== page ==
• Welcome to the Chronicle Forums.
    Please complete your profile. The forums and the rest of www.chronofhorse.com has single sign-in, so your log in information for one will automatically work for the other. Disclaimer: The opinions expressed here are the views of the individual and do not necessarily reflect the views and opinions of The Chronicle of the Horse.

Announcement

Collapse

Forum rules and no-advertising policy

As a participant on this forum, it is your responsibility to know and follow our rules. Please read this message in its entirety.

Board Rules

1. You’re responsible for what you say.
As outlined in Section 230 of the Communications Decency Act, The Chronicle of the Horse and its affiliates, as well Jelsoft Enterprises Ltd., the developers of vBulletin, are not legally responsible for statements made in the forums.

This is a public forum viewed by a wide spectrum of people, so please be mindful of what you say and who might be reading it—details of personal disputes are likely better handled privately. While posters are legally responsible for their statements, the moderators may in their discretion remove or edit posts that violate these rules. Users have the ability to modify or delete their own messages after posting, but administrators generally will not delete posts, threads or accounts upon request.

Outright inflammatory, vulgar, harassing, malicious or otherwise inappropriate statements and criminal charges unsubstantiated by a reputable news source or legal documentation will not be tolerated and will be dealt with at the discretion of the moderators.

2. Conversations in horse-related forums should be horse-related.
The forums are a wonderful source of information and support for members of the horse community. While it’s understandably tempting to share information or search for input on other topics upon which members might have a similar level of knowledge, members must maintain the focus on horses.

3. Keep conversations productive, on topic and civil.
Discussion and disagreement are inevitable and encouraged; personal insults, diatribes and sniping comments are unproductive and unacceptable. Whether a subject is light-hearted or serious, keep posts focused on the current topic and of general interest to other participants of that thread. Utilize the private message feature or personal email where appropriate to address side topics or personal issues not related to the topic at large.

4. No advertising in the discussion forums.
Posts in the discussion forums directly or indirectly advertising horses, jobs, items or services for sale or wanted will be removed at the discretion of the moderators. Use of the private messaging feature or email addresses obtained through users’ profiles for unsolicited advertising is not permitted.

Company representatives may participate in discussions and answer questions about their products or services, or suggest their products on recent threads if they fulfill the criteria of a query. False "testimonials" provided by company affiliates posing as general consumers are not appropriate, and self-promotion of sales, ad campaigns, etc. through the discussion forums is not allowed.

Paid advertising is available on our classifieds site and through the purchase of banner ads. The tightly monitored Giveaways forum permits free listings of genuinely free horses and items available or wanted (on a limited basis). Items offered for trade are not allowed.

Advertising Policy Specifics
When in doubt of whether something you want to post constitutes advertising, please contact a moderator privately in advance for further clarification. Refer to the following points for general guidelines:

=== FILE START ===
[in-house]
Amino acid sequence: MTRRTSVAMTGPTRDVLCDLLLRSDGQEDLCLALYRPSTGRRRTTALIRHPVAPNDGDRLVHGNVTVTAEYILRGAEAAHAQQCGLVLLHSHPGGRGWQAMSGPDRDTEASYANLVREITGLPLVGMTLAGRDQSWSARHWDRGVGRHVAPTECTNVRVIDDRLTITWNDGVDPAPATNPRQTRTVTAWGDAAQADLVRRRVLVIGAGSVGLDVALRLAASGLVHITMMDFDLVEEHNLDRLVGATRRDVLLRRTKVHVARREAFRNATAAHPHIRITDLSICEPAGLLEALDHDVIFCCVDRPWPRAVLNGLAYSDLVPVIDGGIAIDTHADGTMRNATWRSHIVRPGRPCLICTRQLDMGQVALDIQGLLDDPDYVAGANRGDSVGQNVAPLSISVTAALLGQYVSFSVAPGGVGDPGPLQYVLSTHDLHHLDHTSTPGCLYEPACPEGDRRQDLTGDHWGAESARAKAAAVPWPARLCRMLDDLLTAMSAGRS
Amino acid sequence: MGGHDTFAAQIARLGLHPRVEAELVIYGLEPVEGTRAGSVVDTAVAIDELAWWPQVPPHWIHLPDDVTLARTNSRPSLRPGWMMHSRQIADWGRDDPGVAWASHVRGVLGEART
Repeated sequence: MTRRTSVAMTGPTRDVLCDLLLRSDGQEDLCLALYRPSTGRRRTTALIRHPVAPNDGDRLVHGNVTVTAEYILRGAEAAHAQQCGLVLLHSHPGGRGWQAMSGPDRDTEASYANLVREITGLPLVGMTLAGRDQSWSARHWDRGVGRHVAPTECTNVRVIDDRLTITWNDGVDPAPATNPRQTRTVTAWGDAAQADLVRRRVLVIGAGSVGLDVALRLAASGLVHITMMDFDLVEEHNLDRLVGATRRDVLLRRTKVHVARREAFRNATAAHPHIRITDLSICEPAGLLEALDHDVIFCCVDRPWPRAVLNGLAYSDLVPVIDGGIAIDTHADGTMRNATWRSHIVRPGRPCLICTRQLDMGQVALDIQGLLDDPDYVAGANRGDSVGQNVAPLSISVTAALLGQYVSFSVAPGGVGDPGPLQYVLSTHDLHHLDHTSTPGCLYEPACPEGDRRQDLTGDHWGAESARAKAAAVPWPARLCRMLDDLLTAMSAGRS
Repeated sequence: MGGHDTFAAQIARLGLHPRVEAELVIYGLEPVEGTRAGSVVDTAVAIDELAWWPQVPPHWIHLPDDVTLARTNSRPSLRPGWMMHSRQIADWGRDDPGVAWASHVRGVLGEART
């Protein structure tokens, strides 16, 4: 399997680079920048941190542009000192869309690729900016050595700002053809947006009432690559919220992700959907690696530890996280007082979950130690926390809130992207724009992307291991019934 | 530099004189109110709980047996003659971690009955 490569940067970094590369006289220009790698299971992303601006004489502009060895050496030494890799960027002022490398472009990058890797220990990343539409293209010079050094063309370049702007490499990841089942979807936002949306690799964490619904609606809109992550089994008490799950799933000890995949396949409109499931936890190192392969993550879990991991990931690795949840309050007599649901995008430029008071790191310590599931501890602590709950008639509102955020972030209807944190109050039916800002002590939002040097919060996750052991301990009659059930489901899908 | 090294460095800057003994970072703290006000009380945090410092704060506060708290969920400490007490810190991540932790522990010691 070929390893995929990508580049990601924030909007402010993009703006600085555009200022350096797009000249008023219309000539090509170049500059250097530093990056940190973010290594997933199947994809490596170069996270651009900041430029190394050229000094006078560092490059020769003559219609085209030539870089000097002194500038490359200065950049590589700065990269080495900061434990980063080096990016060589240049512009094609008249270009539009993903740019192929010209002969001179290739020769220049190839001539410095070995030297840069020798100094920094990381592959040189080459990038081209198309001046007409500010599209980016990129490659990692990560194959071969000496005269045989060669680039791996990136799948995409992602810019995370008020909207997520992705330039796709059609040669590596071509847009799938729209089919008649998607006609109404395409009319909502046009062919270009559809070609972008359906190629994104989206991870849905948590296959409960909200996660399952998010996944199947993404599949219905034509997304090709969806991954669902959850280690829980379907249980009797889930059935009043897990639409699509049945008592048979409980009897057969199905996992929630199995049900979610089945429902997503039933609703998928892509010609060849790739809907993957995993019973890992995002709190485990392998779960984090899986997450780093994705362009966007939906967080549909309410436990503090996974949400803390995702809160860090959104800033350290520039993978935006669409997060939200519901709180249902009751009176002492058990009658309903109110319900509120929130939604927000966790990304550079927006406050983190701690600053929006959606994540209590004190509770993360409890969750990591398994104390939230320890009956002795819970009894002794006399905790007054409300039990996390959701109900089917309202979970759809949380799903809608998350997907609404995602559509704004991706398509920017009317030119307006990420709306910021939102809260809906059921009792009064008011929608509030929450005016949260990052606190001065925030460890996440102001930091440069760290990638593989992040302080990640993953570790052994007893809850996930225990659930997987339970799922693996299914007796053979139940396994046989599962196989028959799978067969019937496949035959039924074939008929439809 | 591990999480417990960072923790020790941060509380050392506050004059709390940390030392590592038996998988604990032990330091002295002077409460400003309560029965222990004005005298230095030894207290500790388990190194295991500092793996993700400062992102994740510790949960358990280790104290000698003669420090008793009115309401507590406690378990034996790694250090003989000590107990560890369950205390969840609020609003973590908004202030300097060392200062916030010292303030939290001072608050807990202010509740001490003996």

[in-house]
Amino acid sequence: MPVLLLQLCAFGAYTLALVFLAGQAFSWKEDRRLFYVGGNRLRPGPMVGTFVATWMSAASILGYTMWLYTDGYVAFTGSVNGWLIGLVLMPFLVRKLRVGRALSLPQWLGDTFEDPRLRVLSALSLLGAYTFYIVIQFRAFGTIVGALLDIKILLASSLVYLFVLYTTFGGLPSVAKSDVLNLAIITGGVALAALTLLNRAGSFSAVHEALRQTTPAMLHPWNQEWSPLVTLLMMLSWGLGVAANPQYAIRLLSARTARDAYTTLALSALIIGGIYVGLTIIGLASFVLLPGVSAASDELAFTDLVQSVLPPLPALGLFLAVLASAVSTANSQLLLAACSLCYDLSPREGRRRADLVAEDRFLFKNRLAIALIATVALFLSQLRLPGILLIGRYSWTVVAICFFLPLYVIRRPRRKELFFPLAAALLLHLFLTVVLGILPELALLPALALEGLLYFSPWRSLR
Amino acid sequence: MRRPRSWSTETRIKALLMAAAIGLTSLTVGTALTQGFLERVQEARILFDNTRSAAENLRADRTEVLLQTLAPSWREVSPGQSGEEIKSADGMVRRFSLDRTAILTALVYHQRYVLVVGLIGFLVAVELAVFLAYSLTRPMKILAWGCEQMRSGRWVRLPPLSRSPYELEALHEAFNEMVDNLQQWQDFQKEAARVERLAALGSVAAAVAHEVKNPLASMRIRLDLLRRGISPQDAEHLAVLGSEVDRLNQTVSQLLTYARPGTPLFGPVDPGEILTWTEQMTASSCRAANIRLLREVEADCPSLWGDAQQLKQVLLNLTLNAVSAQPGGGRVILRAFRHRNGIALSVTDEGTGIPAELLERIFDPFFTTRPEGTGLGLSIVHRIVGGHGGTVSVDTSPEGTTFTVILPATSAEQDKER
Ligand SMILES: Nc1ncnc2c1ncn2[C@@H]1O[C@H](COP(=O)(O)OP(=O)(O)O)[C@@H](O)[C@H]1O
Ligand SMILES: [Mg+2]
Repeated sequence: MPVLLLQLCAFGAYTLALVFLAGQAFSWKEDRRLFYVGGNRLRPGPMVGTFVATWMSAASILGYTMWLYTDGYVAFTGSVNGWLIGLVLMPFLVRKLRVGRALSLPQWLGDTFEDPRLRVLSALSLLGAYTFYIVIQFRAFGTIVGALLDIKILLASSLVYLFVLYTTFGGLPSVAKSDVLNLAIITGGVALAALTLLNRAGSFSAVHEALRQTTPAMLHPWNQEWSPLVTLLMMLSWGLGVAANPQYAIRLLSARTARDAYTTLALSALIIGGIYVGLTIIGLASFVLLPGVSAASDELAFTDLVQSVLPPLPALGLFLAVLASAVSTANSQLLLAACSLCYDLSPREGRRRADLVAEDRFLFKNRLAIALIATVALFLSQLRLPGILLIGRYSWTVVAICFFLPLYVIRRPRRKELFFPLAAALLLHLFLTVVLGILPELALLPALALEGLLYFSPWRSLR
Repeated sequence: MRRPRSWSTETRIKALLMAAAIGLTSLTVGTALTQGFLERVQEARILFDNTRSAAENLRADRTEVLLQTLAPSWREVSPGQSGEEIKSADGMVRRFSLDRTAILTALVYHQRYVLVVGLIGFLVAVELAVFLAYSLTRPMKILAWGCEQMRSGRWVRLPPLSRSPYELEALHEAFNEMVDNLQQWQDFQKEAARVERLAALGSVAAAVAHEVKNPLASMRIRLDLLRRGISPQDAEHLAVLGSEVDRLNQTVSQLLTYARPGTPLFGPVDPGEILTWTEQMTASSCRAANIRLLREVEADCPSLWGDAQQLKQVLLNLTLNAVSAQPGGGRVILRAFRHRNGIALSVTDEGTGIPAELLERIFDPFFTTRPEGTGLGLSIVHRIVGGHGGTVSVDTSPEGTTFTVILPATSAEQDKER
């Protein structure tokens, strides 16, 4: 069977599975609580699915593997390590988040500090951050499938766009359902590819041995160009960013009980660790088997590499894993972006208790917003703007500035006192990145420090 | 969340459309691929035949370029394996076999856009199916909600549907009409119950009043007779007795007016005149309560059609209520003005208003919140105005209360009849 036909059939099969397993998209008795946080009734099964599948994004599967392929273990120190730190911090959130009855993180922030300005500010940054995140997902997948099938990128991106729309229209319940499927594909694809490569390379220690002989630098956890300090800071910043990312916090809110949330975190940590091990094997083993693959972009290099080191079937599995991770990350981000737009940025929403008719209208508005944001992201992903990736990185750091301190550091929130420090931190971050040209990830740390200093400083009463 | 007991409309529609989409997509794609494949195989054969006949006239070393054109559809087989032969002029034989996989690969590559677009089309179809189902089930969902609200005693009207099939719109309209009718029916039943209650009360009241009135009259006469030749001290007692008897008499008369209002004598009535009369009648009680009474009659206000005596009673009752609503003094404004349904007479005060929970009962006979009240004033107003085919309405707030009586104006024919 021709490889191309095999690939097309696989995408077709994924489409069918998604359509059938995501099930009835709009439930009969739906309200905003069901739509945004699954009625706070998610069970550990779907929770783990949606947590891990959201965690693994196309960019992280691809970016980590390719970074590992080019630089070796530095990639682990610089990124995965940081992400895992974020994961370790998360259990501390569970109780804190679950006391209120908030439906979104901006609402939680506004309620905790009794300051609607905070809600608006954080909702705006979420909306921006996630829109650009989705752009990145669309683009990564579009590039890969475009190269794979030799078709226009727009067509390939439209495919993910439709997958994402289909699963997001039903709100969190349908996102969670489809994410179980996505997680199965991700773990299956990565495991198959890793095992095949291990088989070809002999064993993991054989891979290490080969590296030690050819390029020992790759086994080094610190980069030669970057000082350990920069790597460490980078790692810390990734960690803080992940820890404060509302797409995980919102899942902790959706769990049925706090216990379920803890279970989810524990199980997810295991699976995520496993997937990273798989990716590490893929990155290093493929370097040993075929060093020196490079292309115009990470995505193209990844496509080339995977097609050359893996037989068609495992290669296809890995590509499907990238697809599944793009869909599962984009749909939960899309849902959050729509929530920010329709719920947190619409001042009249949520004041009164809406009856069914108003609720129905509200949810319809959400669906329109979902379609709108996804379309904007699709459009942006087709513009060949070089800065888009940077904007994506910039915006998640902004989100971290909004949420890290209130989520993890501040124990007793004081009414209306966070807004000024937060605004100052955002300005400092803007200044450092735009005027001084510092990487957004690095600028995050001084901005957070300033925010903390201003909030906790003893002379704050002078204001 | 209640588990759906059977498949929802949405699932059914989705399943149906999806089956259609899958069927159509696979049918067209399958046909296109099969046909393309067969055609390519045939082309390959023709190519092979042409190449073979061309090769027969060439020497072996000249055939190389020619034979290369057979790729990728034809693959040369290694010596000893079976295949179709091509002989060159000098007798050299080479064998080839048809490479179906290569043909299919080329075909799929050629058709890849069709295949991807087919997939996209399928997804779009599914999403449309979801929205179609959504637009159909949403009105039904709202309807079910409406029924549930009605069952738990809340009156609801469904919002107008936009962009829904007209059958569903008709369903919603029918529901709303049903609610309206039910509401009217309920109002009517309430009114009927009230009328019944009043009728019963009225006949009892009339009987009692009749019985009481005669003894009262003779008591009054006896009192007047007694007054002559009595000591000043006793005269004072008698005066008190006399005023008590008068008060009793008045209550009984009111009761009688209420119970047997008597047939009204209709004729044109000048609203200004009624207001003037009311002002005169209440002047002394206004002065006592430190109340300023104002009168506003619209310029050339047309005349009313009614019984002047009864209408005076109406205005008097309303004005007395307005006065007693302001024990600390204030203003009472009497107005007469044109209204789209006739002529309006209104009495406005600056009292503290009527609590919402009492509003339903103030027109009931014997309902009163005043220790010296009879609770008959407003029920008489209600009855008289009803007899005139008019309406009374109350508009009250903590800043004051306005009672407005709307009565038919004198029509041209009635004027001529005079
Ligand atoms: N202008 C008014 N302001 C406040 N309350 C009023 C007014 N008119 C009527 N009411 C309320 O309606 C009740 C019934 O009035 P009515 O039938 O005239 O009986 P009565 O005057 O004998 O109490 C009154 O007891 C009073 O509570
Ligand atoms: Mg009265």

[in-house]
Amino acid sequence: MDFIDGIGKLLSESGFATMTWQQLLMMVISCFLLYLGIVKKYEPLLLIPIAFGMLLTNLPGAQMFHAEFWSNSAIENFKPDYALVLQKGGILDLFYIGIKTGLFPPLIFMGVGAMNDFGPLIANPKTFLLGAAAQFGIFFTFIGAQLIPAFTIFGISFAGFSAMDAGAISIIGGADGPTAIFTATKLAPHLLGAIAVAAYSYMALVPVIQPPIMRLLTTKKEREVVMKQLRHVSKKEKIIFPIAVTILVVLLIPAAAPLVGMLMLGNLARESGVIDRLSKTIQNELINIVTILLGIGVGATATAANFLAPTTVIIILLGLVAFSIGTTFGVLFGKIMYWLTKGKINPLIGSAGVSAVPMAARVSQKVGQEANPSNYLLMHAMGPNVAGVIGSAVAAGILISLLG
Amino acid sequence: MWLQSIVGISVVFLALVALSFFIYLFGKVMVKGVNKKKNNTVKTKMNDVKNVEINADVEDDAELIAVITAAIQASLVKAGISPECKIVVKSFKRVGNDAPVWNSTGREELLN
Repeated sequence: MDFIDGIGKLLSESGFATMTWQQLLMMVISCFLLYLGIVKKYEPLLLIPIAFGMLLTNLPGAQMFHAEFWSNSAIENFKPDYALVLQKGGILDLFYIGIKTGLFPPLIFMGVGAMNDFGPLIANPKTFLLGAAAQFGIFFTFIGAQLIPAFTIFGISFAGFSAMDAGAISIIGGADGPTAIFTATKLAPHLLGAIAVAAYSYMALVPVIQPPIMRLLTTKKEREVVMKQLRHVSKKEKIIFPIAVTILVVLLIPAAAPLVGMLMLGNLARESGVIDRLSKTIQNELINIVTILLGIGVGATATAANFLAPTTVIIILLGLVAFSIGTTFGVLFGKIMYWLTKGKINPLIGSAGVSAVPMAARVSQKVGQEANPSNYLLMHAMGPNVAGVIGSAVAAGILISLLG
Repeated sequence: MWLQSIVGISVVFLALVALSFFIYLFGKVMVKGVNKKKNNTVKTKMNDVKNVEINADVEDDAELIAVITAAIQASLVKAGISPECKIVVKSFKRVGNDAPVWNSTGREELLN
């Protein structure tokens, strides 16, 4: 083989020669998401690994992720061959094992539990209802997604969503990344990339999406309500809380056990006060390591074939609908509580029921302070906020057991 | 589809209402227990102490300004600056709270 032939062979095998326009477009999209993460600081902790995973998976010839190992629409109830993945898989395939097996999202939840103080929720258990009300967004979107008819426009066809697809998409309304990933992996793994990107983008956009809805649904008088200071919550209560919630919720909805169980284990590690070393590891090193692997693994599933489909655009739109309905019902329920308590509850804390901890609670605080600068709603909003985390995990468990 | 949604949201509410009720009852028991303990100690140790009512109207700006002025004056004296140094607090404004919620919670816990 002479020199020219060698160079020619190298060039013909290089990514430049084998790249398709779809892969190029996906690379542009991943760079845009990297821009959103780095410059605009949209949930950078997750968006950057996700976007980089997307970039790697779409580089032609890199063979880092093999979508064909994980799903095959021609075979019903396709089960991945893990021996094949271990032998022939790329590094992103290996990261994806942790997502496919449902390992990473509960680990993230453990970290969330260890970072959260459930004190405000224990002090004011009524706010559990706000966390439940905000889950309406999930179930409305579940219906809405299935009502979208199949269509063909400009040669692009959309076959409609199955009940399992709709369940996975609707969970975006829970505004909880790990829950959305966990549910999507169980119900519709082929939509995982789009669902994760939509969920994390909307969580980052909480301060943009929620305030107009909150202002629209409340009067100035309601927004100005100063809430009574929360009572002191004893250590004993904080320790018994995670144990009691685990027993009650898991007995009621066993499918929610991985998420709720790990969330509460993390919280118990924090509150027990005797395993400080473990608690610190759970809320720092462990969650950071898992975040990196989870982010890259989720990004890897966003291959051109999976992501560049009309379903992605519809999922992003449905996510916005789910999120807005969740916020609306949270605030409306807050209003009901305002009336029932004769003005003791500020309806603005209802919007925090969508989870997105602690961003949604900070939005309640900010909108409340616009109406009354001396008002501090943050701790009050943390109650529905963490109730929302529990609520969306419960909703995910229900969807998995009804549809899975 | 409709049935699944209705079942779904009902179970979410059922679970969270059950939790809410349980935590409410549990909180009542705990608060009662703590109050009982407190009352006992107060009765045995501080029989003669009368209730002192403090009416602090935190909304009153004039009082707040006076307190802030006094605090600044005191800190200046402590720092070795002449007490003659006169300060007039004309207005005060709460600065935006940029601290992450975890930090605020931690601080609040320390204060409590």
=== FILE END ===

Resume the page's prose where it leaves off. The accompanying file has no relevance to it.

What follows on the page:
Horses – Only general discussion about the buying, leasing, selling and pricing of horses is permitted. If the post contains, or links to, the type of specific information typically found in a sales or wanted ad, and it’s related to a horse for sale, regardless of who’s selling it, it doesn’t belong in the discussion forums.

Stallions – Board members may ask for suggestions on breeding stallion recommendations. Stallion owners may reply to such queries by suggesting their own stallions, only if their horse fits the specific criteria of the original poster. Excessive promotion of a stallion by its owner or related parties is not permitted and will be addressed at the discretion of the moderators.

Services – Members may use the forums to ask for general recommendations of trainers, barns, shippers, farriers, etc., and other members may answer those requests by suggesting themselves or their company, if their services fulfill the specific criteria of the original post. Members may not solicit other members for business if it is not in response to a direct, genuine query.

Products – While members may ask for general opinions and suggestions on equipment, trailers, trucks, etc., they may not list the specific attributes for which they are in the market, as such posts serve as wanted ads.

Event Announcements – Members may post one notification of an upcoming event that may be of interest to fellow members, if the original poster does not benefit financially from the event. Such threads may not be “bumped” excessively. Premium members may post their own notices in the Event Announcements forum.

Charities/Rescues – Announcements for charitable or fundraising events can only be made for 501(c)(3) tax-exempt organizations. Special exceptions may be made, at the moderators’ discretion and direction, for board-related events or fundraising activities in extraordinary circumstances.

Occasional posts regarding horses available for adoption through IRS-registered horse rescue or placement programs are permitted in the appropriate forums, but these threads may be limited at the discretion of the moderators. Individuals may not advertise or make announcements for horses in need of rescue, placement or adoption unless the horse is available through a recognized rescue or placement agency or government-run entity or the thread fits the criteria for and is located in the Giveaways forum.

5. Do not post copyrighted photographs unless you have purchased that photo and have permission to do so.

6. Respect other members.
As members are often passionate about their beliefs and intentions can easily be misinterpreted in this type of environment, try to explore or resolve the inevitable disagreements that arise in the course of threads calmly and rationally.